Blues winger T.J. Oshie skates with the puck against Minnesota's Charlie Coyle #(left) and Ryan Suter (far right) during Game 1 of Minnesota's first-round playoff series against St. Louis. (Dilip Vishwanat/Getty Images)
The Blues have been one of the NHL's better regular-season teams the past four years, but they've been unable to enjoy a lot of playoff success. There was hope that would change this year, but Thursday in Game 1 against the Wild, St. Louis once again didn't have what it takes.
Over the course of 82 regular-season games this season, the St. Louis Blues established themselves as a very difficult hockey team to beat. What they've yet to establish themselves as, though, is a team with the ability to do some serious damage in the playoffs. And after Game 1 of their first-round series against Minnesota Thursday ended in a 4-2 win for the Wild, they've still got a lot left to prove in order to be taken seriously at this time of year.
In a game that will not be remembered as one of the most entertaining playoff matchups in NHL history, the Blues managed to get just 21 shots – including only four in the second period – on Minnesota ace Devan Dubnyk, who let in two of them for a paltry (for him, anyway) .905 save percentage on the night. But despite pressing numerous times during the first period, St. Louis didn't register its first goal until 7:12 of the third frame on Jaden Schwartz's goal. By that stage of the game, they were already down 2-0 thanks to rookie Matt Dumba's second period power play goal and Jason Zucker's first-period marker – and after Schwartz's goal, there was no difference-maker who stepped up for the Blues to tie it late and force overtime. (Sure, Alex Steen scored with 59 seconds left in regulation, but his goal came 14 seconds after Mikael Granlund scored an empty-net goal to make it 3-1 Wild; Minnesota promptly scored another empty-netter – this one, from Jason Pominville – to ice the victory for the visitors and erase St. Louis' home ice advantage.)
Following Granlund's goal, the sounds of discontent could be heard in pockets of Scottrade Center, and who could blame Blues fans for the now-familiar sense of unease?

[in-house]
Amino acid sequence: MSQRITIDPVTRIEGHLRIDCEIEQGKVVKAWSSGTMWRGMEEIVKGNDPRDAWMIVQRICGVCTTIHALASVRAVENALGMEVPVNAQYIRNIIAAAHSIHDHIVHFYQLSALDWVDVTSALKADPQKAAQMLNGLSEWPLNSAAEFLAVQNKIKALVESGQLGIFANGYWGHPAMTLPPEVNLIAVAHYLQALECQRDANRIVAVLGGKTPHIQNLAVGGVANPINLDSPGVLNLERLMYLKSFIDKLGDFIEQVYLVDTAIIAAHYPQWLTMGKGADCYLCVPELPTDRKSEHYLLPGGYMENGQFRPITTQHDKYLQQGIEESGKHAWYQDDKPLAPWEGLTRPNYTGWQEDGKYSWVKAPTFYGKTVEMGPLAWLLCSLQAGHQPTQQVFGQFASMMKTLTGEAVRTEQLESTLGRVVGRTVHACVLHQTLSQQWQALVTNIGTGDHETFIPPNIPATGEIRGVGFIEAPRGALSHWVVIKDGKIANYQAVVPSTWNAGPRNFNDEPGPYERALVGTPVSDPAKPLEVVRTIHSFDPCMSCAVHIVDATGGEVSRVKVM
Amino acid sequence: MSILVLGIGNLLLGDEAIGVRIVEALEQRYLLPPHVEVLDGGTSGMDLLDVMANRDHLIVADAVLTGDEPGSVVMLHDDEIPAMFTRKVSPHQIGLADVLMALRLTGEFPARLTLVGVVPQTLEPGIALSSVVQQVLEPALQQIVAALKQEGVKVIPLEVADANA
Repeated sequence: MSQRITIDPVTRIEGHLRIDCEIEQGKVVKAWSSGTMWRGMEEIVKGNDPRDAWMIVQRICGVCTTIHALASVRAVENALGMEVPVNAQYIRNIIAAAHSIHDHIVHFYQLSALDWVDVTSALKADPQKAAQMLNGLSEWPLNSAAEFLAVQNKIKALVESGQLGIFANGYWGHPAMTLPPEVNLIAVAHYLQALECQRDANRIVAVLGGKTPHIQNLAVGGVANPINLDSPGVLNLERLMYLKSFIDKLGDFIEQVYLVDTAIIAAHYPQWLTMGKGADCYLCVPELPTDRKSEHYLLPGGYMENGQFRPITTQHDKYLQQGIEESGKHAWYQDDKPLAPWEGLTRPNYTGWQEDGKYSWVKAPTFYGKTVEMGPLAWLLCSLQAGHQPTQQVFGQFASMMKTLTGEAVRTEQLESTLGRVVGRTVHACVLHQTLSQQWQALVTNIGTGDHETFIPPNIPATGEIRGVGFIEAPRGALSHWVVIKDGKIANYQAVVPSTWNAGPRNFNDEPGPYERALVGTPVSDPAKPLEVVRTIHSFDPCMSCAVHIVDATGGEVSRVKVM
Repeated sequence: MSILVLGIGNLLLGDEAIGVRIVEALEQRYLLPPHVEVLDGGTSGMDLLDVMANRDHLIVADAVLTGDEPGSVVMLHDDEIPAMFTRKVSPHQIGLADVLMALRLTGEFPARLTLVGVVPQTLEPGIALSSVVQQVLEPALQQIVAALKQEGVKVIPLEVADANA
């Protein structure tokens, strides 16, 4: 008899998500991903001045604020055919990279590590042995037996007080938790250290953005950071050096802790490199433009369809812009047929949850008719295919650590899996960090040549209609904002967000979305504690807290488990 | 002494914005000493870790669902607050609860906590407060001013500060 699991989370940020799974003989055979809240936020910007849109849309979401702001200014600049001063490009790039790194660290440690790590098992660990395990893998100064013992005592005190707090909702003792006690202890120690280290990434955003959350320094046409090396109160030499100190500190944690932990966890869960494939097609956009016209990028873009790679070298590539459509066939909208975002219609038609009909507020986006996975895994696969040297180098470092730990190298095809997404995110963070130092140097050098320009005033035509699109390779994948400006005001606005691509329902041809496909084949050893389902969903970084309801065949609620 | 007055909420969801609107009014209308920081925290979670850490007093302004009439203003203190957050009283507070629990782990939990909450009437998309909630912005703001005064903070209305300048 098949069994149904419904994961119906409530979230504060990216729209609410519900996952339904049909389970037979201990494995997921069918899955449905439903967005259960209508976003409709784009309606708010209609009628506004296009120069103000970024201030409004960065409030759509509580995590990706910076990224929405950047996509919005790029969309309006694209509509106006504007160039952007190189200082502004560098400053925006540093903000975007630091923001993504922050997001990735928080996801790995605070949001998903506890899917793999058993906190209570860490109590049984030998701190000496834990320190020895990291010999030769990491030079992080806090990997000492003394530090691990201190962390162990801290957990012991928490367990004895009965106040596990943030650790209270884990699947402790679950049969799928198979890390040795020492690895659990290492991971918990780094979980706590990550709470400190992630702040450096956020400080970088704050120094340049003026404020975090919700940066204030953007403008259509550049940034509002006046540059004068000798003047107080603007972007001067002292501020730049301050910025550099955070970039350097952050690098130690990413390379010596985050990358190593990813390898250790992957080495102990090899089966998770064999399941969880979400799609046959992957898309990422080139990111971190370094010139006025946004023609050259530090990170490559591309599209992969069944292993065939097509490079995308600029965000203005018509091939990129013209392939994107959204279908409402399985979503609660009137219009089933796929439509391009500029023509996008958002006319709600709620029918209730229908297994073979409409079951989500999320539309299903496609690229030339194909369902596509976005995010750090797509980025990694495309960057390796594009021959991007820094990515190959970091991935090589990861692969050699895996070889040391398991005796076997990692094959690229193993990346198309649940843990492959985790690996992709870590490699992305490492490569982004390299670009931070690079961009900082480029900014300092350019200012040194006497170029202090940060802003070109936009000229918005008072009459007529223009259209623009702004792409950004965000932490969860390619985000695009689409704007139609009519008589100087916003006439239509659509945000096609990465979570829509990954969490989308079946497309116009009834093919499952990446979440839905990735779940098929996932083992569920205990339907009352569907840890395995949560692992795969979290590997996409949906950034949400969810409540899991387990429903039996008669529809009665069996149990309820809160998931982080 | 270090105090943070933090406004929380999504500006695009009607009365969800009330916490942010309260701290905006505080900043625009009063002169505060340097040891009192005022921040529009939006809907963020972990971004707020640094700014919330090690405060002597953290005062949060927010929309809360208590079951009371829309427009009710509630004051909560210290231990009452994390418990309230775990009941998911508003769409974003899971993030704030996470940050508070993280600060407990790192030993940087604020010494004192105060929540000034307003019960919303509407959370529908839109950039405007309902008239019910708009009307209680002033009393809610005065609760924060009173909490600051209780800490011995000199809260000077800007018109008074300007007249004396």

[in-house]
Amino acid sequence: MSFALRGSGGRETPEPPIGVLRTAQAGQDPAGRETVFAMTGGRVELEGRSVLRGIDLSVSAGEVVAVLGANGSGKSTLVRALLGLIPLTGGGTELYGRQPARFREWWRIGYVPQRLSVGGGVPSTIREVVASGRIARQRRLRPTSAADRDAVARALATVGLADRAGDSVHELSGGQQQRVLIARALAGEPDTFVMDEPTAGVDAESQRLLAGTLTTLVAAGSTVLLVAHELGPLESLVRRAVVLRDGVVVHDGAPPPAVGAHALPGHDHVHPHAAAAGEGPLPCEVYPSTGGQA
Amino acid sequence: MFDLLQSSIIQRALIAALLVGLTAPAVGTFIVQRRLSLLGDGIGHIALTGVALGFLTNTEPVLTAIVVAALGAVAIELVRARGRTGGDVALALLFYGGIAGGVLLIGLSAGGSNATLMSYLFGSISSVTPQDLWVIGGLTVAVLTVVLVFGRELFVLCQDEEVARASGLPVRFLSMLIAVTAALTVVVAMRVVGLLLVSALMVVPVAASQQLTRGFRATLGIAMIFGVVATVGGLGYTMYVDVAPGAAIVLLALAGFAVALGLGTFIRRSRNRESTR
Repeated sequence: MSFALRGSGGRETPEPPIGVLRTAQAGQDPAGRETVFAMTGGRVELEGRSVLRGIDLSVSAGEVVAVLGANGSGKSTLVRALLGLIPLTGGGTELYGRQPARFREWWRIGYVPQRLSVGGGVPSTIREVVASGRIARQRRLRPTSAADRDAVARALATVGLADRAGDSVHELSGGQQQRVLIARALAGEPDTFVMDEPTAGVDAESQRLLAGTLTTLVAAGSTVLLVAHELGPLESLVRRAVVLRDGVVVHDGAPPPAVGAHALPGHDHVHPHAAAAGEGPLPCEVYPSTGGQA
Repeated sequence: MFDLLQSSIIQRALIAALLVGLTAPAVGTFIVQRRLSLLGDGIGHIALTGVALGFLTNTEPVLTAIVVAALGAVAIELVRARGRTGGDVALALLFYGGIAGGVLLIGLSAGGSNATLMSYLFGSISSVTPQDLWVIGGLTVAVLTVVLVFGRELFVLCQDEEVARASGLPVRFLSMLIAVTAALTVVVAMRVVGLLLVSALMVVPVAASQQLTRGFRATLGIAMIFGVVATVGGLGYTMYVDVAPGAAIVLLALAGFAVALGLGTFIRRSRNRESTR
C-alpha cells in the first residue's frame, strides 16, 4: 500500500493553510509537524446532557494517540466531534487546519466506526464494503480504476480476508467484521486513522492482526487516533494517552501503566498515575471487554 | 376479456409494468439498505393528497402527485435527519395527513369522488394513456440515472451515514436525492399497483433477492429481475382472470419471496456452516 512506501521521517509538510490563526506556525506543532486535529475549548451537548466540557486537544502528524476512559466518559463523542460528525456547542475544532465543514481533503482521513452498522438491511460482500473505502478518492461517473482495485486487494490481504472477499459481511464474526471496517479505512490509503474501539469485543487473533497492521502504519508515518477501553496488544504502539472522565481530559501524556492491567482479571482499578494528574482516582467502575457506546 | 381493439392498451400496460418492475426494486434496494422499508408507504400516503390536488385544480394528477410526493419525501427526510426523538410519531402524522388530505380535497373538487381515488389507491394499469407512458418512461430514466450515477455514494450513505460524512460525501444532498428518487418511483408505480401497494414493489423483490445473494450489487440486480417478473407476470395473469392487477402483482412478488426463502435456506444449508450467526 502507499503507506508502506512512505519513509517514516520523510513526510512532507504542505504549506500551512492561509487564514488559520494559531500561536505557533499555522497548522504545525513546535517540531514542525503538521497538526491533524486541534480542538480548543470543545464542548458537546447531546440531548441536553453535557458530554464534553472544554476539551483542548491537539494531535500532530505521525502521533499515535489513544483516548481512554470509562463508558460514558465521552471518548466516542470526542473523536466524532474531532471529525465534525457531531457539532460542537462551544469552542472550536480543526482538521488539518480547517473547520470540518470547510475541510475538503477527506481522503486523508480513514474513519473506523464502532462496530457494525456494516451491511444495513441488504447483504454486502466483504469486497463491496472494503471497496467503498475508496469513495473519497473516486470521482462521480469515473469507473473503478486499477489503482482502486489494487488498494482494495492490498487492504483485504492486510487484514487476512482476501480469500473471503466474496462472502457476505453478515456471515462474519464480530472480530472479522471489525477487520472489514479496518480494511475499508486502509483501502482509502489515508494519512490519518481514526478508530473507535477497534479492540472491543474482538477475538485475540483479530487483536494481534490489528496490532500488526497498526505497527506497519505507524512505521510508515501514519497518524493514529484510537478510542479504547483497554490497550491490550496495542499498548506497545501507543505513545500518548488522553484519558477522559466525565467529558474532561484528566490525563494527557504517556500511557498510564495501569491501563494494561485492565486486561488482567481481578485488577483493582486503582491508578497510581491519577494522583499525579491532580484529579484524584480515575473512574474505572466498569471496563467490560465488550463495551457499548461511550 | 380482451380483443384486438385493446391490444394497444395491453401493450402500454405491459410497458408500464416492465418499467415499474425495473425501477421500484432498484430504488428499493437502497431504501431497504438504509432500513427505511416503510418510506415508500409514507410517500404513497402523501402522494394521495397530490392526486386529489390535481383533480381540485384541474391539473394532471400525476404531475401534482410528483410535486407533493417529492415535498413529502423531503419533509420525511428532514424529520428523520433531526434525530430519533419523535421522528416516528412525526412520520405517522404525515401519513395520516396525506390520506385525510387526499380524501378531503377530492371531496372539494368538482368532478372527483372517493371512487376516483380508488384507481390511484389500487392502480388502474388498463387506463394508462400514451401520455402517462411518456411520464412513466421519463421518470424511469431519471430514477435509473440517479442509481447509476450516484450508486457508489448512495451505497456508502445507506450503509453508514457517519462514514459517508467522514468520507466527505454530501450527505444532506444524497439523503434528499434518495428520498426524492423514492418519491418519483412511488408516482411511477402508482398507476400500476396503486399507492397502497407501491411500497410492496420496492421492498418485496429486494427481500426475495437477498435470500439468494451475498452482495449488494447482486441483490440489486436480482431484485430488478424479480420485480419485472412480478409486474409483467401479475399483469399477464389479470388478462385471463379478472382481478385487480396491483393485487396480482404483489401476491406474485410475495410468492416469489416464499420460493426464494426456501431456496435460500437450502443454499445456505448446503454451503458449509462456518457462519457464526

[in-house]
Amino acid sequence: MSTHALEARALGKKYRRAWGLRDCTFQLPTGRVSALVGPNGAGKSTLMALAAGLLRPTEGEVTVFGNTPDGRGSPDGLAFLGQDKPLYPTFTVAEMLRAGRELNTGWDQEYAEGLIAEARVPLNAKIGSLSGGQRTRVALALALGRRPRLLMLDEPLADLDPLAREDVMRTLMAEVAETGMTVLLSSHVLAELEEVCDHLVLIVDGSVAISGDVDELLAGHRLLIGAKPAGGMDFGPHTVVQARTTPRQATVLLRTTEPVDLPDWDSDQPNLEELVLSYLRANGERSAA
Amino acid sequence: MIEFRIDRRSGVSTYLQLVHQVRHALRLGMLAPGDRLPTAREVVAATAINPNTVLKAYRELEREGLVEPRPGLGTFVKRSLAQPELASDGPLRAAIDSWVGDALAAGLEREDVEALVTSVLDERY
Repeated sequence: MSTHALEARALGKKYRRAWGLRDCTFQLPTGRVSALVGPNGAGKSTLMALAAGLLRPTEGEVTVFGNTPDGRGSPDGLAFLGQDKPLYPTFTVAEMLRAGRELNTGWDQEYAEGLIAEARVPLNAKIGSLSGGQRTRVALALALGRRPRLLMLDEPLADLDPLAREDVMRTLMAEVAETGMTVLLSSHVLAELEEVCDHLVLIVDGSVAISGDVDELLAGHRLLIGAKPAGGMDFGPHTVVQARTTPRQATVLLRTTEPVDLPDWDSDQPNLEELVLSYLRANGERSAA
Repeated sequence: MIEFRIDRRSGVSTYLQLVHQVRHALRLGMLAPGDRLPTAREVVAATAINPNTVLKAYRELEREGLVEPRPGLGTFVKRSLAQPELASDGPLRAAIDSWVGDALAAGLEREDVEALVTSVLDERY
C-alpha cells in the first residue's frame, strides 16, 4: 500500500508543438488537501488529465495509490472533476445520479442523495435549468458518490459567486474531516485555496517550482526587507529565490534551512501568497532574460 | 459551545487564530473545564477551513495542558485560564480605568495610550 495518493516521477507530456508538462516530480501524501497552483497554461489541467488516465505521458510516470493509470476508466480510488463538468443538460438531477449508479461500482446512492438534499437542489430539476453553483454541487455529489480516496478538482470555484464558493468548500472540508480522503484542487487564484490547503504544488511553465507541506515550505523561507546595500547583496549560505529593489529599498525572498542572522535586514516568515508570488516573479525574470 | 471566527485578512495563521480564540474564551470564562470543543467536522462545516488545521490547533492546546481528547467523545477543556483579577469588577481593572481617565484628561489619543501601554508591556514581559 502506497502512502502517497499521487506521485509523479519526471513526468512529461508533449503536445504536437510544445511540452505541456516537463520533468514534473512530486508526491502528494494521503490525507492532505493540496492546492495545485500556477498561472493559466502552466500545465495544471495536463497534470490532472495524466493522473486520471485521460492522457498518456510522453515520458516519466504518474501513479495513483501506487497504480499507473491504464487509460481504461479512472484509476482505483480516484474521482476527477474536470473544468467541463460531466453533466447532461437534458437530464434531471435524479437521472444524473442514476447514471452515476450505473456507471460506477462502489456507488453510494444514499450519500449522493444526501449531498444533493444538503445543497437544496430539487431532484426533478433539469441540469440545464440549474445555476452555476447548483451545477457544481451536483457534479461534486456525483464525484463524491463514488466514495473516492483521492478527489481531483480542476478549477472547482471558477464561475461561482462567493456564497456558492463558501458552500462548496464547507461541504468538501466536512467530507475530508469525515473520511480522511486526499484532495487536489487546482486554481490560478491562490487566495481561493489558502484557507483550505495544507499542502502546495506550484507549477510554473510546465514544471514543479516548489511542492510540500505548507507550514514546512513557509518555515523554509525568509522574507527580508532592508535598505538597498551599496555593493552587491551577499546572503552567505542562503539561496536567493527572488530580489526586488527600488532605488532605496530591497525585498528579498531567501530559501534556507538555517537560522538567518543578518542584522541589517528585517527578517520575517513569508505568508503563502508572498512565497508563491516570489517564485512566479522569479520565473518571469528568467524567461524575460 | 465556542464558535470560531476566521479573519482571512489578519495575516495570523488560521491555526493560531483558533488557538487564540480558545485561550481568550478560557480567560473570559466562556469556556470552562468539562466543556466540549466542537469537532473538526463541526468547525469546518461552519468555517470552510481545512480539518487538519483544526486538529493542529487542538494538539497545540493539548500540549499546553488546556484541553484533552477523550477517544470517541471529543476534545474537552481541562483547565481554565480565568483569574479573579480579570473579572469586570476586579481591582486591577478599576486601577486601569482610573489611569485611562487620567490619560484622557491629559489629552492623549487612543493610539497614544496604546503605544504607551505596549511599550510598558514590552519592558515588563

This is a franchise that has only won one playoff series since 2001-02, and that hasn't made the Western Conference Final since Chris Pronger and Al MacInnis were still members of the team in 2000-01. They've qualified for post-season play four years running and finished first or second in the Central Division in each of those seasons, but whatever momentum they've built up seems to vanish come mid-April.
You do have to give the Wild a good deal of credit in the Blues' predicament. Minnesota played a disciplined game – they took only two penalties and killed off both while allowing just three shots combined on the penalty kill – and made the most of their power plays, scoring twice (including on Pominville's goal) in four man-advantages. The Wild also had only three giveaways on the night (the Blues had seven) and adeptly disrupted St. Louis' best offensive weapons: high-scoring winger Vladimir Tarasenko had an assist, but didn't register a single shot on net; captain David Backes and prized off-season acquisition Paul Stastny both were held off the scoresheet and mustered only one shot apiece; and winger T.J. Oshie had three shots, but no points. In fact, the only Blues player who had more than three shots was defenseman Alex Pietrangelo (six), and only he and Oshie had more than two shots apiece.
Once again, there was nobody on the Blues prepared and able to put the team on his shoulders and will/carry St. Louis to victory. And given that this type of hard-nosed, scoring-chances-are-rare style of play is expected to continue through the remainder of the series, Blues coach Ken Hitchcock desperately needs someone on the roster to do exactly that. After the 37-goal regular season Tarasenko had this year, there was some hope the 23-year-old could be just such a player, but at this point, it doesn't matter who it is. Hitchcock's job very well could be on the line if the Blues are eliminated by Minnesota, and bigger changes involving on-ice personnel could follow.
You'd think that would lead to a sense of urgency among Blues players, but you never saw it in any real sustained form in Game 1. It was there in spurts and pockets, but the lasting surge teams need to win playoff games was nowhere to be found.
With another crushing disappointment just three losses away, maybe they'll wake up and focus their energies properly. If not, the Wild will move on to face either the Hawks or Predators, and St. Louis will move on, yet again, into a summer of regret and dismay.